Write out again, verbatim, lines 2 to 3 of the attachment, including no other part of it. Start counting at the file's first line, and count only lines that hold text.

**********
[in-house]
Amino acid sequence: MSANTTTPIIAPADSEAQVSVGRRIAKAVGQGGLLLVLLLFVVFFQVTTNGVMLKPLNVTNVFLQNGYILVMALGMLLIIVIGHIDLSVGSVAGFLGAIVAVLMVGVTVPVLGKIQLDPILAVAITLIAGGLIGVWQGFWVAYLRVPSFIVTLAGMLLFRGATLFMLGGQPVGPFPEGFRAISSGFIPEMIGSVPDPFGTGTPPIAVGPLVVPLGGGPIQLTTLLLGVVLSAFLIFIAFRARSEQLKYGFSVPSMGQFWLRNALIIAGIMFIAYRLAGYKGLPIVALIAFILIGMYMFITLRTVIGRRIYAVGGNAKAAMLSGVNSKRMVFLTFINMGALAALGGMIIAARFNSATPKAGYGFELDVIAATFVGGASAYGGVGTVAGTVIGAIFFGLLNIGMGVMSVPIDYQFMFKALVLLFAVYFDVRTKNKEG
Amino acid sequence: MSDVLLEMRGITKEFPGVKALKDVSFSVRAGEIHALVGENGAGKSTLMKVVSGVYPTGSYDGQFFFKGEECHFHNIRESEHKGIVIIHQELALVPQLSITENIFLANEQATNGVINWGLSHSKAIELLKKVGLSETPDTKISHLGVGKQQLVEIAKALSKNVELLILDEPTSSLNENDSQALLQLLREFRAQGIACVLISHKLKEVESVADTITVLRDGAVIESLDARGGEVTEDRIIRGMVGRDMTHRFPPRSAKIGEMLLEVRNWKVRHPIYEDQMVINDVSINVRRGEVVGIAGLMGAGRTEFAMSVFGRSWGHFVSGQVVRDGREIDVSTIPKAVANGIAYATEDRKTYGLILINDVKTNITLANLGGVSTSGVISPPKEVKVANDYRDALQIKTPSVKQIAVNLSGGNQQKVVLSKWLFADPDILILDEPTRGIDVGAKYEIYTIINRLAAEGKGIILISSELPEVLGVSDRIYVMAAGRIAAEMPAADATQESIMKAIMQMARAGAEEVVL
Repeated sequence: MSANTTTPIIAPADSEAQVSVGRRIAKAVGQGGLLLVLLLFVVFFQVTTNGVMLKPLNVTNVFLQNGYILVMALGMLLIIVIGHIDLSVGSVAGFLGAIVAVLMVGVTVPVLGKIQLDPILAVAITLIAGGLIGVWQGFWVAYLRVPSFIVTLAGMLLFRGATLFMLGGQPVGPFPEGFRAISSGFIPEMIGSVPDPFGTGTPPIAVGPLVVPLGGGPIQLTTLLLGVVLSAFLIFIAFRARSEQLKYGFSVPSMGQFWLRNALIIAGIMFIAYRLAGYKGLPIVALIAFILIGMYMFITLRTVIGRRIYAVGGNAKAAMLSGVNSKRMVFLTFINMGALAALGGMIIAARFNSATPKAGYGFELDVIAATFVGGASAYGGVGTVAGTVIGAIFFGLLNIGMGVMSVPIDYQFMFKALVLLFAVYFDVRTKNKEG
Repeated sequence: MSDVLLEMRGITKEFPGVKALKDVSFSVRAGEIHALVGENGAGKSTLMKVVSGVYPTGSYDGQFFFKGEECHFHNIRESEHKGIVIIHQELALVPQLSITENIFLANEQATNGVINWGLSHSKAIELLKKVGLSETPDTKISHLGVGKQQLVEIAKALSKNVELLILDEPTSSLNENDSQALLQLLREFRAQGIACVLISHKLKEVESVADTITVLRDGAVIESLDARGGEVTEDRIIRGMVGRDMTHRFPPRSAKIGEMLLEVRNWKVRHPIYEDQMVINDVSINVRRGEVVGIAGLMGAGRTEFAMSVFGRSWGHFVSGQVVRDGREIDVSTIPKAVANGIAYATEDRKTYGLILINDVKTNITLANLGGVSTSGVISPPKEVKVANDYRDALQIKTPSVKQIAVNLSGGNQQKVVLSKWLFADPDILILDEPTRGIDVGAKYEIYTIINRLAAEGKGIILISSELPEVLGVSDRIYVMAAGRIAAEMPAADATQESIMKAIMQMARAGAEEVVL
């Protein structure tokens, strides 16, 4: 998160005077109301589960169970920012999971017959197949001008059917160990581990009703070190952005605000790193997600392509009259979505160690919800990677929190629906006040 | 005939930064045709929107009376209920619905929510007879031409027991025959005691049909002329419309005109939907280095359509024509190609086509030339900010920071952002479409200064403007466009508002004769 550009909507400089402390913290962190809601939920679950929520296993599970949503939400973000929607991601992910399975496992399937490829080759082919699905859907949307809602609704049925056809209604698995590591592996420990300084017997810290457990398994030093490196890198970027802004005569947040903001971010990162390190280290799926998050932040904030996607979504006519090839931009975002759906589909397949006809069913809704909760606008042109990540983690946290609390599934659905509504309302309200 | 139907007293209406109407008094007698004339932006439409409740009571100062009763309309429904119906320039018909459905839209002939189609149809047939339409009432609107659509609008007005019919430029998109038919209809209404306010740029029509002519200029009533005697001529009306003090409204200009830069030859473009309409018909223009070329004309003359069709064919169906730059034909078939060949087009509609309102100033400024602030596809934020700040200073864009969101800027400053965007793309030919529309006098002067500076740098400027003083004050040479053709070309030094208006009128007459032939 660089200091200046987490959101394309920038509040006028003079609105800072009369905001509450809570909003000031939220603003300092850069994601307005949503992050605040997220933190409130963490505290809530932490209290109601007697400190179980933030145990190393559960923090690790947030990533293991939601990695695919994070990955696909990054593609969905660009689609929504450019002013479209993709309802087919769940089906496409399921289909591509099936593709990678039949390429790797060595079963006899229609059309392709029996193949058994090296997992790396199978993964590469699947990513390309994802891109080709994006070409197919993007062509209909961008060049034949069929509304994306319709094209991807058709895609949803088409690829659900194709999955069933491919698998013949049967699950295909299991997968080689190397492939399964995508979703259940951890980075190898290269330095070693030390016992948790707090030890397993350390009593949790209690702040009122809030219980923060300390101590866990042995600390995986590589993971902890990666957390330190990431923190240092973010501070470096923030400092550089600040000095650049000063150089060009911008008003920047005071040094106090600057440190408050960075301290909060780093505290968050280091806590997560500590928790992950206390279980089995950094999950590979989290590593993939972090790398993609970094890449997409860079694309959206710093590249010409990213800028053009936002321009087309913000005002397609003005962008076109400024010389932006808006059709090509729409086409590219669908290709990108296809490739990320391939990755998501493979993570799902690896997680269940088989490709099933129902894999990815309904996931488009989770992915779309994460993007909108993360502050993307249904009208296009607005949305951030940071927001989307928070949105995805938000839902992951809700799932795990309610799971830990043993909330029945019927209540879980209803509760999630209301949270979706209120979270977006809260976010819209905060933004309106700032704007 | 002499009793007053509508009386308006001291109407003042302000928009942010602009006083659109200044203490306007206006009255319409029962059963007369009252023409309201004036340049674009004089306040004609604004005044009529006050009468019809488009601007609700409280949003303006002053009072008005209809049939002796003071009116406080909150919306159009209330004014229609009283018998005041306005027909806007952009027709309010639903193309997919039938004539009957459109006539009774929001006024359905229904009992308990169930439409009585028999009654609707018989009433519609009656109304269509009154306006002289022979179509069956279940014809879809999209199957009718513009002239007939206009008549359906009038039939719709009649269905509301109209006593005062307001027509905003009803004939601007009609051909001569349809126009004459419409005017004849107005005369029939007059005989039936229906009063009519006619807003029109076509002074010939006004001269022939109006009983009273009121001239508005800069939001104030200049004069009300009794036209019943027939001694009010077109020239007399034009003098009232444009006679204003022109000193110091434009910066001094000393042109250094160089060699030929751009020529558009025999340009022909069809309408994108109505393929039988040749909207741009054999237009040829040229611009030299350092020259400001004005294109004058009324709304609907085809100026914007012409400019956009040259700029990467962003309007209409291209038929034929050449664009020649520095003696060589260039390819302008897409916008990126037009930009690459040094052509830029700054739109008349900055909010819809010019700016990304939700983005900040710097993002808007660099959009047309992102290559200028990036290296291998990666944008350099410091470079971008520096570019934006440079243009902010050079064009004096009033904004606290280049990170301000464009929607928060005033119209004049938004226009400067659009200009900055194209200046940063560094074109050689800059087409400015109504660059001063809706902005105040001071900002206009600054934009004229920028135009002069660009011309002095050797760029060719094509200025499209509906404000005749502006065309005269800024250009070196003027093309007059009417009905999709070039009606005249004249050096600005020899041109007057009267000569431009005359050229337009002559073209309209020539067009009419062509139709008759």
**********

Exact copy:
Amino acid sequence: MSANTTTPIIAPADSEAQVSVGRRIAKAVGQGGLLLVLLLFVVFFQVTTNGVMLKPLNVTNVFLQNGYILVMALGMLLIIVIGHIDLSVGSVAGFLGAIVAVLMVGVTVPVLGKIQLDPILAVAITLIAGGLIGVWQGFWVAYLRVPSFIVTLAGMLLFRGATLFMLGGQPVGPFPEGFRAISSGFIPEMIGSVPDPFGTGTPPIAVGPLVVPLGGGPIQLTTLLLGVVLSAFLIFIAFRARSEQLKYGFSVPSMGQFWLRNALIIAGIMFIAYRLAGYKGLPIVALIAFILIGMYMFITLRTVIGRRIYAVGGNAKAAMLSGVNSKRMVFLTFINMGALAALGGMIIAARFNSATPKAGYGFELDVIAATFVGGASAYGGVGTVAGTVIGAIFFGLLNIGMGVMSVPIDYQFMFKALVLLFAVYFDVRTKNKEG
Amino acid sequence: MSDVLLEMRGITKEFPGVKALKDVSFSVRAGEIHALVGENGAGKSTLMKVVSGVYPTGSYDGQFFFKGEECHFHNIRESEHKGIVIIHQELALVPQLSITENIFLANEQATNGVINWGLSHSKAIELLKKVGLSETPDTKISHLGVGKQQLVEIAKALSKNVELLILDEPTSSLNENDSQALLQLLREFRAQGIACVLISHKLKEVESVADTITVLRDGAVIESLDARGGEVTEDRIIRGMVGRDMTHRFPPRSAKIGEMLLEVRNWKVRHPIYEDQMVINDVSINVRRGEVVGIAGLMGAGRTEFAMSVFGRSWGHFVSGQVVRDGREIDVSTIPKAVANGIAYATEDRKTYGLILINDVKTNITLANLGGVSTSGVISPPKEVKVANDYRDALQIKTPSVKQIAVNLSGGNQQKVVLSKWLFADPDILILDEPTRGIDVGAKYEIYTIINRLAAEGKGIILISSELPEVLGVSDRIYVMAAGRIAAEMPAADATQESIMKAIMQMARAGAEEVVL